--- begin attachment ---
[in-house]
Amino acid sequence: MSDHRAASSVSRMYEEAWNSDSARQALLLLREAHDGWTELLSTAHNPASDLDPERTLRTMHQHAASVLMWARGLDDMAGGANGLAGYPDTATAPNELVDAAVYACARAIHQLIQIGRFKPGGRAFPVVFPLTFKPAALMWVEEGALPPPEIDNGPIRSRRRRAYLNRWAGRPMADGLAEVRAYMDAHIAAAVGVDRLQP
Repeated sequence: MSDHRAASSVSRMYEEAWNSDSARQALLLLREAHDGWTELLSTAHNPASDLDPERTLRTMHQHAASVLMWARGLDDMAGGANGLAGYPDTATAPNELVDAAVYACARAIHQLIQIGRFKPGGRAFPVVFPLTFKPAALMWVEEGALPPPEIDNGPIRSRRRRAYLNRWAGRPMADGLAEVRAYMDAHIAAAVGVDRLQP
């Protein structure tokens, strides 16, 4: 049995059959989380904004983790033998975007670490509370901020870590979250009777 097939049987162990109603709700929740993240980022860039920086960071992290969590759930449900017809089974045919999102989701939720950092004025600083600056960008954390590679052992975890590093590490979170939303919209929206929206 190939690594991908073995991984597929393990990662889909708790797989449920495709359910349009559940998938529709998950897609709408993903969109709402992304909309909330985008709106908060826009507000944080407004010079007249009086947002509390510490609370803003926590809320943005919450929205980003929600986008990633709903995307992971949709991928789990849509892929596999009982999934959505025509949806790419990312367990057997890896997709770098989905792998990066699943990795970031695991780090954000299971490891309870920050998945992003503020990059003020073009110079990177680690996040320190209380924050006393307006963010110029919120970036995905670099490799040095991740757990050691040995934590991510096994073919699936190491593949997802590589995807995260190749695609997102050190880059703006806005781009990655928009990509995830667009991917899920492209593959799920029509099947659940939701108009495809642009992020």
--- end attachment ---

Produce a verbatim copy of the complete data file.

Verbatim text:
[in-house]
Amino acid sequence: MSDHRAASSVSRMYEEAWNSDSARQALLLLREAHDGWTELLSTAHNPASDLDPERTLRTMHQHAASVLMWARGLDDMAGGANGLAGYPDTATAPNELVDAAVYACARAIHQLIQIGRFKPGGRAFPVVFPLTFKPAALMWVEEGALPPPEIDNGPIRSRRRRAYLNRWAGRPMADGLAEVRAYMDAHIAAAVGVDRLQP
Repeated sequence: MSDHRAASSVSRMYEEAWNSDSARQALLLLREAHDGWTELLSTAHNPASDLDPERTLRTMHQHAASVLMWARGLDDMAGGANGLAGYPDTATAPNELVDAAVYACARAIHQLIQIGRFKPGGRAFPVVFPLTFKPAALMWVEEGALPPPEIDNGPIRSRRRRAYLNRWAGRPMADGLAEVRAYMDAHIAAAVGVDRLQP
């Protein structure tokens, strides 16, 4: 049995059959989380904004983790033998975007670490509370901020870590979250009777 097939049987162990109603709700929740993240980022860039920086960071992290969590759930449900017809089974045919999102989701939720950092004025600083600056960008954390590679052992975890590093590490979170939303919209929206929206 190939690594991908073995991984597929393990990662889909708790797989449920495709359910349009559940998938529709998950897609709408993903969109709402992304909309909330985008709106908060826009507000944080407004010079007249009086947002509390510490609370803003926590809320943005919450929205980003929600986008990633709903995307992971949709991928789990849509892929596999009982999934959505025509949806790419990312367990057997890896997709770098989905792998990066699943990795970031695991780090954000299971490891309870920050998945992003503020990059003020073009110079990177680690996040320190209380924050006393307006963010110029919120970036995905670099490799040095991740757990050691040995934590991510096994073919699936190491593949997802590589995807995260190749695609997102050190880059703006806005781009990655928009990509995830667009991917899920492209593959799920029509099947659940939701108009495809642009992020």